Nowhere and Everywhere The Landscape of the Colorado Delta

by A.Portelanc-Bedard on November 27, 2015 - 3:45pm

In the article Nowhere and Everywhere the Landscape of the Colorado Delta, it is said that, in comparison to 1922, the Colorado river is only 10% of its former size. In 1922, the river was composed of almost two million acres of wetlands. It is said that upstream users are depriving the river from its sources. The biodiversity of the river’s surrounding is dying fast. The explosive population growth of the area is believed to be at cause in this case. Although the upper river is probably lost, the lower end, below the U.S.-Mexico border, is still a rich place for species to live.

Of late, the International Boundary and Water Commission agreed to provide water for the zone of the river in Mexico when there is surplus supply. The Tucson-based Sonoran Institute is also helping the restoration of the river. For year it has been working on the creation of the Colorado River Delta Nature Preserve restoring vegetation, with the hope that, in two decades, 160,000 acres of the delta will be restored to their former glory.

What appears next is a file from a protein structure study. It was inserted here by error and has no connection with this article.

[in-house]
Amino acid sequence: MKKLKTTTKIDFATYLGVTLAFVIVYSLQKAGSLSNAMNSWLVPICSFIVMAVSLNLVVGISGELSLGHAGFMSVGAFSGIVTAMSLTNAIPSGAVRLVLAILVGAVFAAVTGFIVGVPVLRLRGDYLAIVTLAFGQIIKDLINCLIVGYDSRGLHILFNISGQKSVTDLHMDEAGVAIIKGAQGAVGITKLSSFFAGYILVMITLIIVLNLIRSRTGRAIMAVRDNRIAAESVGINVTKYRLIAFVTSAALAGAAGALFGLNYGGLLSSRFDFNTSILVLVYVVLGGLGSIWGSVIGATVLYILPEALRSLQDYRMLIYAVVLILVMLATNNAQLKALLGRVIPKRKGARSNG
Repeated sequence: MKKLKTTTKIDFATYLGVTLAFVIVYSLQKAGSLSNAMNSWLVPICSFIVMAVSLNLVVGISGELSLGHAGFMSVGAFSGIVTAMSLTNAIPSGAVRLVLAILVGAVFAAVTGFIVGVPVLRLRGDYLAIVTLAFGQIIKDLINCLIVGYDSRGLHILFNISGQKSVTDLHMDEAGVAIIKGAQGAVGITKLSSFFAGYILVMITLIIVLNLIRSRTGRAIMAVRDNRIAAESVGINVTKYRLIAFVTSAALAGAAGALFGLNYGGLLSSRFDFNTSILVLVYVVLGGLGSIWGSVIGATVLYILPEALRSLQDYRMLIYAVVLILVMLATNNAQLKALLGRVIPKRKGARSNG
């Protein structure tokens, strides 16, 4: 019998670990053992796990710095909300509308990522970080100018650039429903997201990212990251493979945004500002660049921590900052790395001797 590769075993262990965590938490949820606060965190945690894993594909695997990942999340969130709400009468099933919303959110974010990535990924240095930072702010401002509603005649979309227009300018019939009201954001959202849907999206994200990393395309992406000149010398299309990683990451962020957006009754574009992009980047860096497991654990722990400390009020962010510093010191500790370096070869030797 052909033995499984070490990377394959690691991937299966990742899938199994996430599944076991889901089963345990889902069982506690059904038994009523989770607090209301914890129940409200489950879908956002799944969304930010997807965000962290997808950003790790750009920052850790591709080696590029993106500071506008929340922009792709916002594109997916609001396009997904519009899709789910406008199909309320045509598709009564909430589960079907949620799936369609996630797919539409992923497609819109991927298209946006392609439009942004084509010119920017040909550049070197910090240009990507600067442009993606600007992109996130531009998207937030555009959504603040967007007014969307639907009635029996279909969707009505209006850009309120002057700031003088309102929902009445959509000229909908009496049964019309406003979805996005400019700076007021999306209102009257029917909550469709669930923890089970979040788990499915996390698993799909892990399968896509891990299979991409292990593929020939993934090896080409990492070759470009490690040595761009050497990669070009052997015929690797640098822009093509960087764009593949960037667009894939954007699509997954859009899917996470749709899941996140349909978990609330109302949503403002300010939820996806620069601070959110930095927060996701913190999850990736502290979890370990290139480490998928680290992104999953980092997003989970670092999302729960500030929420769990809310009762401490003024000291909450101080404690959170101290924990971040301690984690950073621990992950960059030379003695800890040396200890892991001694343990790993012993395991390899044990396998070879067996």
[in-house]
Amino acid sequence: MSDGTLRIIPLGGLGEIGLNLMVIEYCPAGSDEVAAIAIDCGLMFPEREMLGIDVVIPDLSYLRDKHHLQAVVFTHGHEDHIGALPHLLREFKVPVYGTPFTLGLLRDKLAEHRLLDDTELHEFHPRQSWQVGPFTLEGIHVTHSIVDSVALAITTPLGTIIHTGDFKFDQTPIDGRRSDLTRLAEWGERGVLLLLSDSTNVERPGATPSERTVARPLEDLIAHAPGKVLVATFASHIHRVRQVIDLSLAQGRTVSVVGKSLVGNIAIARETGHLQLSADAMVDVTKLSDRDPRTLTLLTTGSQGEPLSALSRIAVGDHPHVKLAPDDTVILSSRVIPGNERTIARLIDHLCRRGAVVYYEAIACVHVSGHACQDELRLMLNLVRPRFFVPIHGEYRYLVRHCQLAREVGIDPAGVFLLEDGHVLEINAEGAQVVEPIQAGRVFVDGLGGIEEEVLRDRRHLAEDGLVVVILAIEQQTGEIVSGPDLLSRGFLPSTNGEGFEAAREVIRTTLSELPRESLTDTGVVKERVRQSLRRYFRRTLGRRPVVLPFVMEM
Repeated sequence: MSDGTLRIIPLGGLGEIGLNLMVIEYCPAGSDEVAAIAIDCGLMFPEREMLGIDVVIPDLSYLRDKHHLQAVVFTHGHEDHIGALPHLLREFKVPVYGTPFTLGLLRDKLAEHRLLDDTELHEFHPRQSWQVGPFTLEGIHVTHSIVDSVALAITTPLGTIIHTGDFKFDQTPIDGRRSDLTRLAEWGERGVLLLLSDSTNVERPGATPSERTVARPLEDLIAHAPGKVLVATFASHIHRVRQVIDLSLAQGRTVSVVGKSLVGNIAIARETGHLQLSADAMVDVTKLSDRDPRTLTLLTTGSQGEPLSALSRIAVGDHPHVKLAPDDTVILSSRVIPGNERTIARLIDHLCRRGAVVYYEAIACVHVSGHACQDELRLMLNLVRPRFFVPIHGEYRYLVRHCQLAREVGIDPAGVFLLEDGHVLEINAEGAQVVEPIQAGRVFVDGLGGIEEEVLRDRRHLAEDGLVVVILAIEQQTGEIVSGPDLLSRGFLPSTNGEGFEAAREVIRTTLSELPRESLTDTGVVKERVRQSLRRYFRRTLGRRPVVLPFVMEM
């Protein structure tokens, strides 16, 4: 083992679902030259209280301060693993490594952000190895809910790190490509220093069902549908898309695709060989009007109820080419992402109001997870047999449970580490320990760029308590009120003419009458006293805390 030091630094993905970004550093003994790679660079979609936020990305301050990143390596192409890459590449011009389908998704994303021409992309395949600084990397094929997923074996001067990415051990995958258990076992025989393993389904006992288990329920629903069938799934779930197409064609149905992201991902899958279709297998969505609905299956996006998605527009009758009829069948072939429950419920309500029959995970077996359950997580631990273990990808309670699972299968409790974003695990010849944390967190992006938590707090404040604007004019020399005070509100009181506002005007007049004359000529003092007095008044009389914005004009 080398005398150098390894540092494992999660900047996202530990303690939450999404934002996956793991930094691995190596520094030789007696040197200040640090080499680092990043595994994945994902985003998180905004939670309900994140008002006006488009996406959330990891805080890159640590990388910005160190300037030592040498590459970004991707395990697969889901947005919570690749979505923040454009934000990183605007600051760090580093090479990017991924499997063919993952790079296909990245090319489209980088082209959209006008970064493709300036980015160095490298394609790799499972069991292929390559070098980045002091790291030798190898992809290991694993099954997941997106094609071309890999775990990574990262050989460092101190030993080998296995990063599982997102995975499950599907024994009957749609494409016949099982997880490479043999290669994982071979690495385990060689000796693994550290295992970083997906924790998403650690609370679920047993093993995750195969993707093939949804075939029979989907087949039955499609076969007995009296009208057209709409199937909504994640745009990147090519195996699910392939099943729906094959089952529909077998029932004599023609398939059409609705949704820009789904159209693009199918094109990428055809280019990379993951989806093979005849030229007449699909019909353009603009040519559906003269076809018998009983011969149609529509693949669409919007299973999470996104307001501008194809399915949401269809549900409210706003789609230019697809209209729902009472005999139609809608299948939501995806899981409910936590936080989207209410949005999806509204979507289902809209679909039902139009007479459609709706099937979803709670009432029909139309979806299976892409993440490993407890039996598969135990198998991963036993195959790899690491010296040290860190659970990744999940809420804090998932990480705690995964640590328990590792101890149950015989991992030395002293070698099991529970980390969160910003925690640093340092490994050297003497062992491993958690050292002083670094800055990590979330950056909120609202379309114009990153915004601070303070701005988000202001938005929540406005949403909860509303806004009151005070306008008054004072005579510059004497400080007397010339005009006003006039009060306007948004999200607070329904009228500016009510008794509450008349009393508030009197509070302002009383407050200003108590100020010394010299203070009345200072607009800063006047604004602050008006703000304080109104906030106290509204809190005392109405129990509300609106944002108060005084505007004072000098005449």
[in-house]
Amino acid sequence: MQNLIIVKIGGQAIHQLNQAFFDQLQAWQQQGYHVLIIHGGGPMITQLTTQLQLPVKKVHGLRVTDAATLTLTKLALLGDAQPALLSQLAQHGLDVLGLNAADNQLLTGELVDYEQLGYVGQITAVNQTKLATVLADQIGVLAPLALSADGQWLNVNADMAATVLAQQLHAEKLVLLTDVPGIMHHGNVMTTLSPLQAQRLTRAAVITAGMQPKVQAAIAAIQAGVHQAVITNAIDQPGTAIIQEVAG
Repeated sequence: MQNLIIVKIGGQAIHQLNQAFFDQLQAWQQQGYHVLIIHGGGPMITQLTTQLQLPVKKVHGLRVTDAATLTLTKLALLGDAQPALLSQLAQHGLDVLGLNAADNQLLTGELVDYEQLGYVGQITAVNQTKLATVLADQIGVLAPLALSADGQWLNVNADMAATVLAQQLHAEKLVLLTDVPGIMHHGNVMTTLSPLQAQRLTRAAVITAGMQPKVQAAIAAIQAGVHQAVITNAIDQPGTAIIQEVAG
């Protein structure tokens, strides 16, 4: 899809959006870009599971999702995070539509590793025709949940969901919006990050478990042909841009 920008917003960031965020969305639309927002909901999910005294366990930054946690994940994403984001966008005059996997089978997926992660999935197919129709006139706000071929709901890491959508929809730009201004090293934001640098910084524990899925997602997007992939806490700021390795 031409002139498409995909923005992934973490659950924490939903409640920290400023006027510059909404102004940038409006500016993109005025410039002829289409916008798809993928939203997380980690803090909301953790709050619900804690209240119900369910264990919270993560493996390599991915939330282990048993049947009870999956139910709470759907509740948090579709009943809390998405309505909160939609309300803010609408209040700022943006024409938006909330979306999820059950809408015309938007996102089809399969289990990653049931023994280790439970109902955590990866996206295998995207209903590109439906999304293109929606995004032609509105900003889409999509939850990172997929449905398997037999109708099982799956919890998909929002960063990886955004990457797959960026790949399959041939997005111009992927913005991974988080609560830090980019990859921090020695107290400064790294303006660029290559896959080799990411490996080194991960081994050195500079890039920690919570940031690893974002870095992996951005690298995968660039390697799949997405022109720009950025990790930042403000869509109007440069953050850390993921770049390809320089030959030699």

I think that for once, despite all our misdeeds, we are seriously trying to make up for them. We are not just saying “Oh, this is bad. We should do something about it.” We are taking actions. This can set an example for other institute and hopefully bring change to our society where procrastination is king.

https://placesjournal.org/article/nowhere-and-everywhere-the-landscape-of-the-colorado-delta/

Comments

I really enjoyed your post as it focused on the positive steps people are taking in managing the environmental issues we have created. This kind of policy implementation that is actually resulting in action is fantastic as officials are really paying attention to evidence and reacting to it. Of course there is always something more to be done but this is a great start. With a realistic goal and several actors in the issue there is great possibility for this river to be able to function at at least part of its former ecosystem levels. This is good step towards reducing biodiversity loss and helping bring back valuable wetland.

I hope to see more articles and posts that show that something is in fact being done to help reduce our human impacts on the planet, great post!

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